I think I was about 10 years old when I first heard Jean-Michel Jarre's Oxygène on the radio. Ever since I have developed a strong interest in electronic music. Well, maybe not all kind of electronic music. Also having interest in electronics and later doing an electronics (plus computer science) study, in my youth I have been working on my own analog synthesizer. The first trial in the early 1980's was kind of primitive (picture taken in 1981; no comments…):
Somewhere later I redid the case of this first build. The following (bad) picture from April 1985 shows the same keyboard as above:
In the above picture you can also see the two Sony tape recorders I had at that time (TC-252 and TC-355, both from around 1970). I got these sometime in the early 1980's from my late uncle.
Later, mid 1980's, I started over with something based on the Formant DIY modular synthesizer from Elektor magazine, but never finished. Case and keyboard were from an old InstaPiano Deluxe (an electric piano from Galanti Group) from the early 1970's, which earlier has been used by my late dad. Here you can see already the power supply, which I'm planning to reuse for my current project (picture taken in March 1986):
Unfortunately I haven't made more photos at that time, so not much to see. Although I've never finished these first trials, I was able to produce sounds and to “play” with them.
Early 2014 I came across information about a scaled ARP 2600, named TTSH.
TTSH—Two Thousand Six Hundred
The story on a project I've started in February 2015: A DIY kit by The Human Comparator in Sweden, allowing to build a scaled remake of the famous ARP 2600 semi-modular analog synthesizer from the 1970's. Read more starting from the TTSH category page or from the first TTSH article page.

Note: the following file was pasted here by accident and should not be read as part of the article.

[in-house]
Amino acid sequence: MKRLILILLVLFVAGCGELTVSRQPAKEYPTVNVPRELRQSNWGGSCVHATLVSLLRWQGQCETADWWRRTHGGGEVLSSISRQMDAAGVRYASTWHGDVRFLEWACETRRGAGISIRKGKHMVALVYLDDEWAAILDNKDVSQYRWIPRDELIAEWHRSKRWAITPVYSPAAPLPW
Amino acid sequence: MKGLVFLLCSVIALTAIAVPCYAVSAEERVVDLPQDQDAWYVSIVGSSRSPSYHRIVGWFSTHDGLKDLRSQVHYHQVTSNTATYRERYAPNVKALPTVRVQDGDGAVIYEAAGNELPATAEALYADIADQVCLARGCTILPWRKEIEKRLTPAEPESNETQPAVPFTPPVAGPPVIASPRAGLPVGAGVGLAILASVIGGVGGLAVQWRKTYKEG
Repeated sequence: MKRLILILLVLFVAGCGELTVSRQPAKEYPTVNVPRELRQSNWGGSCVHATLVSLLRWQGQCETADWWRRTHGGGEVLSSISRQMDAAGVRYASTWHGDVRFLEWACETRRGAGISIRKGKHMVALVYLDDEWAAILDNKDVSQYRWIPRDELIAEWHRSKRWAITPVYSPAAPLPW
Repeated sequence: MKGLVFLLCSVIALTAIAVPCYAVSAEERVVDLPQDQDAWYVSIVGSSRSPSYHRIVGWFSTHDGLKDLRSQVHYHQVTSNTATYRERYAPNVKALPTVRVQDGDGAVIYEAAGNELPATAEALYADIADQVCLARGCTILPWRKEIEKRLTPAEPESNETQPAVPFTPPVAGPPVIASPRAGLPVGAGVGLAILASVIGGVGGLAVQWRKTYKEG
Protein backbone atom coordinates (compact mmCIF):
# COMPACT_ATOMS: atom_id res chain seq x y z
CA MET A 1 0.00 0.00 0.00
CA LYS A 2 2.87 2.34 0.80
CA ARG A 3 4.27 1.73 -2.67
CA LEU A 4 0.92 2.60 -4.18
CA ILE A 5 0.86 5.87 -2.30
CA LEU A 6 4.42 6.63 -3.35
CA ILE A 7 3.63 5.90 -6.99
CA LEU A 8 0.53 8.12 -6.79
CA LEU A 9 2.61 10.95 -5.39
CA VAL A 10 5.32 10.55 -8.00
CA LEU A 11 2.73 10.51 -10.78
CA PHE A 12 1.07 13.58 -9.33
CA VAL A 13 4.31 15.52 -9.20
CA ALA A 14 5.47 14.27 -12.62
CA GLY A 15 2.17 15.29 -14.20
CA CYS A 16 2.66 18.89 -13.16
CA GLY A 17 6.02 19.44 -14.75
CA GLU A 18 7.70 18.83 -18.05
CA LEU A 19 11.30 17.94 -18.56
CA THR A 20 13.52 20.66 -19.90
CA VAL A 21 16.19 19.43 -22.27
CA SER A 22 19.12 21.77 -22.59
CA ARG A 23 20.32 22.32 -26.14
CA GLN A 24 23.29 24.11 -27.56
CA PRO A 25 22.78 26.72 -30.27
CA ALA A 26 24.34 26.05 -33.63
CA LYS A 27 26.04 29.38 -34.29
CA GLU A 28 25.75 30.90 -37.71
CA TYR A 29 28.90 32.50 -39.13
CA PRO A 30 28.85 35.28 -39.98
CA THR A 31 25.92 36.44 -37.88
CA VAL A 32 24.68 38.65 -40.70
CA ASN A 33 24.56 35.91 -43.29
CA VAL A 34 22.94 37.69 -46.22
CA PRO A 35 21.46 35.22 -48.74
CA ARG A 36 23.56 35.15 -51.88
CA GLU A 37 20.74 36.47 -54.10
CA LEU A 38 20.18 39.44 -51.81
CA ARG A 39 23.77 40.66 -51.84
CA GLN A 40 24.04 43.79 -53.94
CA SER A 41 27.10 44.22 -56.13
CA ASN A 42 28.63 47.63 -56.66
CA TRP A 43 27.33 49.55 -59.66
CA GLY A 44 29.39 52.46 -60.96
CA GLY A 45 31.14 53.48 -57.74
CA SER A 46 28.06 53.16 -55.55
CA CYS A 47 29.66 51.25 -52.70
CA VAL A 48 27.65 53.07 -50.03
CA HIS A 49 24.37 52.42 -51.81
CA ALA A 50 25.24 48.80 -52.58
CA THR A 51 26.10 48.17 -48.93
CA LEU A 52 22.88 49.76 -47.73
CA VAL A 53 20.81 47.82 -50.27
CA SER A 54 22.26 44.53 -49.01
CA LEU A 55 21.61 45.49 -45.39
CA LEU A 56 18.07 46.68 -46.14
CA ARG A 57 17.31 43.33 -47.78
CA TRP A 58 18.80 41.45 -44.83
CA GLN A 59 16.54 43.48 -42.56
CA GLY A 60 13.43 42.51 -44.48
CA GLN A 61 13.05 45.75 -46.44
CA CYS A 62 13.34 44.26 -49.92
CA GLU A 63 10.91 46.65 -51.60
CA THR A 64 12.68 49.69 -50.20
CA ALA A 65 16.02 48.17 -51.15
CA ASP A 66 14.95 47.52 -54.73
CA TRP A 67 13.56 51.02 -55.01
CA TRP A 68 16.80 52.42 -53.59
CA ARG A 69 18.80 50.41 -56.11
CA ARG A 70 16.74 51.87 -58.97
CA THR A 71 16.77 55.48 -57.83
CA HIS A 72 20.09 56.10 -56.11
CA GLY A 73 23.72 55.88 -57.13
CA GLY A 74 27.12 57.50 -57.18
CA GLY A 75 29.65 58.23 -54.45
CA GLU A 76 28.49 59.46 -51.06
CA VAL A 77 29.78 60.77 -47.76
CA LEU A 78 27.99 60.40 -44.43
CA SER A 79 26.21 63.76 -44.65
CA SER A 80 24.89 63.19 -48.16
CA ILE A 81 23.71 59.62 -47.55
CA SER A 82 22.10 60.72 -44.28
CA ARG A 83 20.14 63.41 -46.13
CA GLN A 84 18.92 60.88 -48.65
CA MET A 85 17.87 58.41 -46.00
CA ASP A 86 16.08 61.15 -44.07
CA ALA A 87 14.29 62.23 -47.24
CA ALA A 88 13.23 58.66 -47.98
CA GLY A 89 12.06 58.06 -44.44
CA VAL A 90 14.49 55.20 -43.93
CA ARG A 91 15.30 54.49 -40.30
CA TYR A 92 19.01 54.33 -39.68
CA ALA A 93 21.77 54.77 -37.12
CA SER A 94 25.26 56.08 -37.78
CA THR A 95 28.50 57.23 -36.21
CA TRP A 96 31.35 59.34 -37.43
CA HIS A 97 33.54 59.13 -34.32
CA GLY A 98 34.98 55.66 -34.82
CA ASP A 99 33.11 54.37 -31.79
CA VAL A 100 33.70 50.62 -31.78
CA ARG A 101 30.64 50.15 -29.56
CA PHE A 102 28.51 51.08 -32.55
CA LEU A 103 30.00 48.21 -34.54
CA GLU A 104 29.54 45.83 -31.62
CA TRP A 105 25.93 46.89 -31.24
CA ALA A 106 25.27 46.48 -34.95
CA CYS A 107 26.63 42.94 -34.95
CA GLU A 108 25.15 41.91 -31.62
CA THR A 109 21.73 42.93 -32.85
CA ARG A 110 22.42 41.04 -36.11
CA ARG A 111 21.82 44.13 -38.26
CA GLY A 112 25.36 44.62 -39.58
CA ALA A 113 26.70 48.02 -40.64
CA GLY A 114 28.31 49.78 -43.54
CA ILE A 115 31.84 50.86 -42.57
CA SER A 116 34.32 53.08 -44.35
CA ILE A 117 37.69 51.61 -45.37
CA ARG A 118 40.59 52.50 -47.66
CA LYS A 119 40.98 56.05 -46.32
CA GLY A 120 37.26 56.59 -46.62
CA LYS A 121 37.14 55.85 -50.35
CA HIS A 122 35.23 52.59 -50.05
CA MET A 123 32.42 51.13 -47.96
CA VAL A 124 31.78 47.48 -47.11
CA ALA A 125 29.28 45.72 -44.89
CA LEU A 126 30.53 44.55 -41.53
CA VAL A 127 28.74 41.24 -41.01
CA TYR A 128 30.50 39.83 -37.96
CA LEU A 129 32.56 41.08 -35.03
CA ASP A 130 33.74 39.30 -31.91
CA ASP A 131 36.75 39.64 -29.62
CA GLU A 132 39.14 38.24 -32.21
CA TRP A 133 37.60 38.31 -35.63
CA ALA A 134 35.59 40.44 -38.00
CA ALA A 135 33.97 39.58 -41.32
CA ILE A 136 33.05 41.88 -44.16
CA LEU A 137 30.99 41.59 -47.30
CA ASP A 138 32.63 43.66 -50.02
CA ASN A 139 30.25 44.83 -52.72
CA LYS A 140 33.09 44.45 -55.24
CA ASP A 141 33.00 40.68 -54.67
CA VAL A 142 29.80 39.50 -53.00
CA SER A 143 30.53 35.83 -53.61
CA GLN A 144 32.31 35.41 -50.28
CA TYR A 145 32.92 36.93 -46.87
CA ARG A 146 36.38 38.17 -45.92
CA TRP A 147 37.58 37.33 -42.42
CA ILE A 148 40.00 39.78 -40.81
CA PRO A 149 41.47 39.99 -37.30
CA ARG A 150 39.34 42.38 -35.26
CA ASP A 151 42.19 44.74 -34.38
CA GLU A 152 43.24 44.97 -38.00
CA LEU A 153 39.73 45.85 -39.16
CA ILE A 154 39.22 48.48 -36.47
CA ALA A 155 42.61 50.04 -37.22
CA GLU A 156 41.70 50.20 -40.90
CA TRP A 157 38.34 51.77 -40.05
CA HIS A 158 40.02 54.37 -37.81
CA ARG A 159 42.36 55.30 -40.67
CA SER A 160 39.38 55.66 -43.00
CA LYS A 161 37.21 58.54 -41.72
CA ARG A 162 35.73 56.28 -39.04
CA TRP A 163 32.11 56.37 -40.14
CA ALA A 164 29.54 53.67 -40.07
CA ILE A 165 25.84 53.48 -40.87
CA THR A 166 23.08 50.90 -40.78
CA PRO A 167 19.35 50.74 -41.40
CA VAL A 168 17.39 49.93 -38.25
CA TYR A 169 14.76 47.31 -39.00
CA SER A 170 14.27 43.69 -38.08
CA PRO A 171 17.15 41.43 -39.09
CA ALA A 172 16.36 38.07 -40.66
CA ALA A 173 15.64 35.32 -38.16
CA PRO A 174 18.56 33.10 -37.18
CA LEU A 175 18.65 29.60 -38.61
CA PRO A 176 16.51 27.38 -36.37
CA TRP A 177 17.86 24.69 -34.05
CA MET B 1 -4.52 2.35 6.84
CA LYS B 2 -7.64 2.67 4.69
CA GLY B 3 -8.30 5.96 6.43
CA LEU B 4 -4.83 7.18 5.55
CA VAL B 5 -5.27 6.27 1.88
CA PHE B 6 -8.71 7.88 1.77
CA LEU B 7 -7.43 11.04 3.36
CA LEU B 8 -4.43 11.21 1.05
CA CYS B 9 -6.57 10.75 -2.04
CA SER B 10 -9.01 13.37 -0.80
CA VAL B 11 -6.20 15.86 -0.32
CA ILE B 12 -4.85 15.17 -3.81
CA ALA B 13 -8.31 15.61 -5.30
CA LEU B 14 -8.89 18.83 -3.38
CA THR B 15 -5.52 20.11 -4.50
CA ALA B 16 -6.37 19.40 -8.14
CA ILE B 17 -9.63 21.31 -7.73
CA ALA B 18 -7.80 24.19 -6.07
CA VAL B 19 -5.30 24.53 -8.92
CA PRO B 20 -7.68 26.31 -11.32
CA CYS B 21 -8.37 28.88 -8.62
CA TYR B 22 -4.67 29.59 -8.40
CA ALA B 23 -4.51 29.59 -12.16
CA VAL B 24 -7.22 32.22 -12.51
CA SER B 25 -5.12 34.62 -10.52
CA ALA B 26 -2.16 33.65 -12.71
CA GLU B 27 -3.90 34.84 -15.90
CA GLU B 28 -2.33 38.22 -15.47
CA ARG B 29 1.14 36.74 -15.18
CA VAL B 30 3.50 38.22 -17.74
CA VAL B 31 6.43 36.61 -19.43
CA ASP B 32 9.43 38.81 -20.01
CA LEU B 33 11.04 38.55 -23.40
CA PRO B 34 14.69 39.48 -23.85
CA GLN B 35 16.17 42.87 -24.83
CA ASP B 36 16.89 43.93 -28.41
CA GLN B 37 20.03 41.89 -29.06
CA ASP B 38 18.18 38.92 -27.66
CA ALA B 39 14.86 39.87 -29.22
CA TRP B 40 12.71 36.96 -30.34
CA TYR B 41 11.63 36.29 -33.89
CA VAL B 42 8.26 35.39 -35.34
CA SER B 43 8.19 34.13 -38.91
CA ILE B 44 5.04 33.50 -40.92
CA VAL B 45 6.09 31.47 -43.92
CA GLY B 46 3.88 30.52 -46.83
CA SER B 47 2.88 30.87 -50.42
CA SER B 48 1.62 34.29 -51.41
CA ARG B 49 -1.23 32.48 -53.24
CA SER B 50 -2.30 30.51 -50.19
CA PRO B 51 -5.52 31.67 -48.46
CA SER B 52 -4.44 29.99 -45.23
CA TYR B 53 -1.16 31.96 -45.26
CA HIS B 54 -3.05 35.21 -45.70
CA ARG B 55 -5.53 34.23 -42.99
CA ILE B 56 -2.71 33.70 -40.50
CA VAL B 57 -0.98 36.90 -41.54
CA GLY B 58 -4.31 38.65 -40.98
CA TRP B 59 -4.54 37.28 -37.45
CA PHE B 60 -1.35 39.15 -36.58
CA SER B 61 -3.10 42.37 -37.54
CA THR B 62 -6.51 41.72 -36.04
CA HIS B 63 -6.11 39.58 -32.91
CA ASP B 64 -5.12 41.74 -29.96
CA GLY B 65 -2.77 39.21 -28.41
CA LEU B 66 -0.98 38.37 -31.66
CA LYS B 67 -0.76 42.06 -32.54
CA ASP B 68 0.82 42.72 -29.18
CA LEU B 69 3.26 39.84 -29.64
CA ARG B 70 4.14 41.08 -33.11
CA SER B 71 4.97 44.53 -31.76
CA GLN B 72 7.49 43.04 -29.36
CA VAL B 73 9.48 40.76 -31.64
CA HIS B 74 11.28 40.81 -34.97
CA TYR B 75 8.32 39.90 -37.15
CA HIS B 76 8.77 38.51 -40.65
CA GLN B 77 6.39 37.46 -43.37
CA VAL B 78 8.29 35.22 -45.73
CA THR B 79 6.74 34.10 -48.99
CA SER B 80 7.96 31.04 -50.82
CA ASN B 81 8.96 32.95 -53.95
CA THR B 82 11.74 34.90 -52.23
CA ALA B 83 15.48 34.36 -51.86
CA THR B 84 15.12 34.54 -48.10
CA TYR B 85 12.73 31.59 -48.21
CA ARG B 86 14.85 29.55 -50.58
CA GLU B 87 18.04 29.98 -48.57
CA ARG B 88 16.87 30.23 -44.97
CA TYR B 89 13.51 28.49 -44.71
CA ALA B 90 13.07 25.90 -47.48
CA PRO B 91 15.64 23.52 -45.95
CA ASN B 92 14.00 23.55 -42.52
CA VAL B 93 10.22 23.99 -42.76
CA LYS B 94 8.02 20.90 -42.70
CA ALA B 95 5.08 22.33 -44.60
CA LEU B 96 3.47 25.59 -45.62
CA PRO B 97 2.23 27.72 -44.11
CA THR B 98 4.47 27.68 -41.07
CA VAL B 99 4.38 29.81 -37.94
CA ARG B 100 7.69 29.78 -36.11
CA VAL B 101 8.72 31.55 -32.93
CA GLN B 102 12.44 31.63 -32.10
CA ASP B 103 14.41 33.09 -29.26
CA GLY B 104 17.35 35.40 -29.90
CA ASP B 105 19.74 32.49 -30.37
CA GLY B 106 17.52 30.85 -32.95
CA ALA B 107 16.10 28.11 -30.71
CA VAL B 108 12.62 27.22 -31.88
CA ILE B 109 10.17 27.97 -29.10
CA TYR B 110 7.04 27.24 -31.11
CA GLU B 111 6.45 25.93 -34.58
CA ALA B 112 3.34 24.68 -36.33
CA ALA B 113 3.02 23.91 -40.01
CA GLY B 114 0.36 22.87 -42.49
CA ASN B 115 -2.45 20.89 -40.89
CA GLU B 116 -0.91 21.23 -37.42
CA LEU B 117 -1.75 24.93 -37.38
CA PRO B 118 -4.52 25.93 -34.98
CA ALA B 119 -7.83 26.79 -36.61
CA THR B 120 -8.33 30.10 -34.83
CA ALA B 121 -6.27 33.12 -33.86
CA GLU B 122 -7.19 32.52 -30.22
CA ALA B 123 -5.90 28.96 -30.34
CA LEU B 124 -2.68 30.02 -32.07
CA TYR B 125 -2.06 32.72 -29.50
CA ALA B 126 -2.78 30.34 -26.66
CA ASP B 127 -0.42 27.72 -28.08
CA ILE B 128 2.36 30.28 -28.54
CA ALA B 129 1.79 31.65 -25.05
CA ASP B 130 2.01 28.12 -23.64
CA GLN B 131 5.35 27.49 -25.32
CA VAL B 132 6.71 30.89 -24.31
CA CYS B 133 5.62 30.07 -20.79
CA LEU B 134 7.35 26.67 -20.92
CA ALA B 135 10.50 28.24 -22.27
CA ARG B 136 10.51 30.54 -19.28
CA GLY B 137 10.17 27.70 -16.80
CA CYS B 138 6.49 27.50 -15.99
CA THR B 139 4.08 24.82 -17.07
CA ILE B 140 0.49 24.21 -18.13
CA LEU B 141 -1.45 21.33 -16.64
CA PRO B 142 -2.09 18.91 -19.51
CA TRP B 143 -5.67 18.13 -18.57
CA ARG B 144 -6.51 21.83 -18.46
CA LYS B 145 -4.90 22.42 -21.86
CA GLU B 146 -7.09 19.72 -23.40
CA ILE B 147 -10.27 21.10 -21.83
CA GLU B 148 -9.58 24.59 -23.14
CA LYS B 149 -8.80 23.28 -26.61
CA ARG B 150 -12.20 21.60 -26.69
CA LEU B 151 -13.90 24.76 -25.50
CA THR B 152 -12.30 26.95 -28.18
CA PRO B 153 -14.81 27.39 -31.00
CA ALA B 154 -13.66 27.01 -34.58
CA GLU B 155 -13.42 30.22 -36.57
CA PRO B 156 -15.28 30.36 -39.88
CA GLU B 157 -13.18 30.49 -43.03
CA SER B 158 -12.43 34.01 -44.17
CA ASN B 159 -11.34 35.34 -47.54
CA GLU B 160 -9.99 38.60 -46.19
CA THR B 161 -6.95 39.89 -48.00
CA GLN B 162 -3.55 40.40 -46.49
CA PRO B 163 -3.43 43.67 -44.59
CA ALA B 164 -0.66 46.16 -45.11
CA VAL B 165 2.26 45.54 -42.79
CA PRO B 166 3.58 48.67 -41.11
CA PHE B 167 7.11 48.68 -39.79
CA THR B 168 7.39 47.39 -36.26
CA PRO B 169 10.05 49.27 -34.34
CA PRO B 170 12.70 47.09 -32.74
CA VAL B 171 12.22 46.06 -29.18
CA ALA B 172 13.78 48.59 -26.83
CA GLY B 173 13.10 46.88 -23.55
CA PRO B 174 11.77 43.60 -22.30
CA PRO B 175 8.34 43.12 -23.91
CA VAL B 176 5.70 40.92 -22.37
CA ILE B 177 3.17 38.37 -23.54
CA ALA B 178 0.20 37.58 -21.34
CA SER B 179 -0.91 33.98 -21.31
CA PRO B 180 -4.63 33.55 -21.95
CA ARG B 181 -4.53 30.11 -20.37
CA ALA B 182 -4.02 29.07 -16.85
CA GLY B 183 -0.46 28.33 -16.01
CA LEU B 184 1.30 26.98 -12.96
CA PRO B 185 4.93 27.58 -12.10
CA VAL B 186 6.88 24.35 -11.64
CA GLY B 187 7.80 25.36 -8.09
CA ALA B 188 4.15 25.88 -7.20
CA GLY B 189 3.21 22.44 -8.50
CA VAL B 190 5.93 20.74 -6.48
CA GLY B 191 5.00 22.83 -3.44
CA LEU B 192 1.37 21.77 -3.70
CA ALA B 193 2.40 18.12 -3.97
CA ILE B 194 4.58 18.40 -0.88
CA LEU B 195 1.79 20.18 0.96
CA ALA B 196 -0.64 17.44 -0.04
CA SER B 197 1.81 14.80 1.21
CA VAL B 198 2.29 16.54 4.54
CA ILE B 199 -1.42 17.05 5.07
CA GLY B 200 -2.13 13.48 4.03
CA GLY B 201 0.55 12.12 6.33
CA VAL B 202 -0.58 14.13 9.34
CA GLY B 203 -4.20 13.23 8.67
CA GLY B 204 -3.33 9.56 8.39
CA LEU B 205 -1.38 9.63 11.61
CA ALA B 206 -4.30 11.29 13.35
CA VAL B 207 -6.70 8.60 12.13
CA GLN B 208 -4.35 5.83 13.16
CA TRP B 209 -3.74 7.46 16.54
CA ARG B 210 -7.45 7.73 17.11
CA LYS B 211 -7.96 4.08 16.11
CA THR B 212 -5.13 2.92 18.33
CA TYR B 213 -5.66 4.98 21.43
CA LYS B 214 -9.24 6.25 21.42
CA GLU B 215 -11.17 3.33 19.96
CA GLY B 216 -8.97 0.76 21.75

DDRM - Deckard's Dream (and Expander)
The story on a project I've started in November 2018: Two DIY kits by Black Corporation in Japan. “Replicants are not clones.” An 8-voice polyphonic analog synthesizer, inspired by the Yamaha CS-80 from the late 1970s and early 1980s. And the accompanying DDRM Expander, offering ring modulator, tremolo, chorus, delay and reverb. Very slow pace, I'm not able to spend a lot of time at once.
The Korg ARP Odyssey
A (86% scaled) remake of the legendary ARP Odyssey from 1972 to 1981. As a youngster I had a lot of interest in analog synthesizers (and I still have), but never had the chance to own one. This affordable model now allows to experiment a lot. It really sounds good and additionally may serve very well to control my DIY TTSH (ARP 2600) kit. See also Korg ARP Odyssey website.
The Korg MS-20 mini Synthesizer
A (86% scaled) remake of the legendary MS-20 of 1978. Being an affordable model, I had bought it in 2014 to pick up my old (a long time ago) hobby on analog synthesizers again. See also Korg MS-20 mini website.
I've added the little Korg SQ-1 step sequencer, which can also control other synthesizers. See also Korg SQ-1 website.